How your HR leaders can help raise energy awareness

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Empower employees to raise energy awareness and become integral parts of your company’s energy efficiency goals.


  • Human Resources (HR) has a valuable role in raising energy awareness in your company.
  • Leveraging employee engagement and getting leadership on board helps drive higher savings with little to no upfront costs.
  • Providing actionable feedback and using energy saving competitions helps companies capture more value.

Maximizing energy efficiency is vital for any organization wanting to reduce costs and emissions, but getting started can be daunting—especially for businesses without internal sustainability expertise.

For these companies, it often falls to the human resources (HR) team to raise energy awareness.

Here’s the challenge: HR teams influencing their energy efficiency performance usually don’t have access to clean energy solutions, or even sustainability training.

Companies starting out on their efficiency journey first need to manage their energy use manually. For this reason, they need to start by building a corporate culture of energy efficiency, and enlist employees to help.

Building strong energy habits lays the groundwork to introduce energy efficiency solutions. After all, any purchased efficiency solution needs to complement, not compensate for, a company’s energy culture.

Start your energy efficiency initiative in October

Energy efficiency is important throughout the year, but October has been designated Energy Awareness Month. Several other energy-related days occur in October, including Energy Efficiency Day (October 5) and Energy Star Day (October 12).

Organizations like the Environmental Protection Agency (EPA) and Department of Energy (DoE) hope the change in seasons spurs companies to change their energy habits as well.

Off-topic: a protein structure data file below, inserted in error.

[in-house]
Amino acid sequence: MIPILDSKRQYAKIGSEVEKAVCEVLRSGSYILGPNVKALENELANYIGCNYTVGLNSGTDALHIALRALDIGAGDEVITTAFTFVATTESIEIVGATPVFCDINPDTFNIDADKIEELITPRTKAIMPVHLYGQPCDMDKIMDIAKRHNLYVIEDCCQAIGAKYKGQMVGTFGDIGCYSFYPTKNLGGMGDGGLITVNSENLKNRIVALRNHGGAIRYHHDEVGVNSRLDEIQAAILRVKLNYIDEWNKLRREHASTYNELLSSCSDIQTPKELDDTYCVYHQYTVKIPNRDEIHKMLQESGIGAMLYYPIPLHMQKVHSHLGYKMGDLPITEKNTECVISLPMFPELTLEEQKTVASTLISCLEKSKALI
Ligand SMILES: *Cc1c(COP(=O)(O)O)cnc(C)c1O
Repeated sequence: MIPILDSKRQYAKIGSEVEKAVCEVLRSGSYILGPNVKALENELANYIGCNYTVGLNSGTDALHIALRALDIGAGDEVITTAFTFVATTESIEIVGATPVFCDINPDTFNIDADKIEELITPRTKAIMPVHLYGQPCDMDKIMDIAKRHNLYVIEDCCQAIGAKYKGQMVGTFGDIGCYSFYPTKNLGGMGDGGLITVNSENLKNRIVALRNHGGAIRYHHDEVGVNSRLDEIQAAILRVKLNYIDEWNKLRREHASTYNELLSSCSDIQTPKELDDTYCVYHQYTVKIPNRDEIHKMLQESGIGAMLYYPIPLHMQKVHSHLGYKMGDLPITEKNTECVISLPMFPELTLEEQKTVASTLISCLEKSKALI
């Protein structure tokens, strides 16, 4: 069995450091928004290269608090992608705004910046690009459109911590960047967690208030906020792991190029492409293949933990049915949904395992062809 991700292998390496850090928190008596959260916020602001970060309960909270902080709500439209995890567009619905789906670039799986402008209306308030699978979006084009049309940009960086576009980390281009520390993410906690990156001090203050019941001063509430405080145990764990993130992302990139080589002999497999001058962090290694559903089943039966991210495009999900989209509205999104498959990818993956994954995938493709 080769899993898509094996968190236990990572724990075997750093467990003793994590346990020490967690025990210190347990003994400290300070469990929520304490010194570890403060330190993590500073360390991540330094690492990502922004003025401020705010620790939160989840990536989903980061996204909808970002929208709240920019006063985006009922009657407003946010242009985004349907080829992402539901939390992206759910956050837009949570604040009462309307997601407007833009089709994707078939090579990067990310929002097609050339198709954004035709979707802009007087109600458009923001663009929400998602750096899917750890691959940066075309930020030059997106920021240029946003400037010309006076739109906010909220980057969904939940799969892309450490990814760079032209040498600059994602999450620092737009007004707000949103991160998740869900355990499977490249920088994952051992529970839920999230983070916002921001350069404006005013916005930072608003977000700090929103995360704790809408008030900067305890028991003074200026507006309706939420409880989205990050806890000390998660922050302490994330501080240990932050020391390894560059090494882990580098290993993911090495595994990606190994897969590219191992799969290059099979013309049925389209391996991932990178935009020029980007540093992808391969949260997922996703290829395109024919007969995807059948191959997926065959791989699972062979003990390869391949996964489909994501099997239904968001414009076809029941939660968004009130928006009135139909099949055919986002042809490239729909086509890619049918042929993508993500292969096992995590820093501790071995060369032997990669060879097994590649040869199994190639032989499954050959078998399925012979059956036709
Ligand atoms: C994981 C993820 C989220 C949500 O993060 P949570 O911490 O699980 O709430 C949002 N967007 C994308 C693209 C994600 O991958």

“October is a great month to recognize Energy Awareness Month because falling temperatures can lead to higher energy bills,” says Robert Williams, director at the Mid-Ohio Regional Planning Commission.

Leveraging employees to drive sustainability is important, as is ensuring buy-in from an engaged leadership team. Distributing responsibility for sustainability across the company ensures everyone keeps energy awareness top of mind.

Engaging employees as members of a community rather than merely as energy consumers goes a long way to making sustainability programs more effective.

According to the Sustainable Energy Authority of Ireland, “by setting energy savings goals, assigning energy champions and providing employees with feedback on how their energy use compares to that of their colleagues, businesses can reduce their electricity use by 10 percent [on average].”

Once you’ve proven those savings out and attached a dollar value to them, that will enable you to make the business case for energy efficiency technology to your finance and facilities teams. And broad employee support strengthens that case, while building confidence as they see their initiatives succeed.

Good energy habits need engaged employees

Realizing your business’ sustainability goals starts with bringing all employees on board. While larger companies benefit from dedicated sustainability teams (chief sustainability officers (CSOs) are one of the fastest growing C-Suite positions), small and mid-market businesses usually don’t have that privilege.

That’s why awareness raising is so important—employees are your most valuable energy efficiency advocates.

Appointing employees as energy champions on a rotating basis (weekly or monthly) is a great way to ensure your business always has a point person for its sustainability drive. Operating on a rotational basis also makes sure all employees become familiar with energy efficiency measures.

Feedback is important for maintaining momentum, and can even increase energy saving results on its own.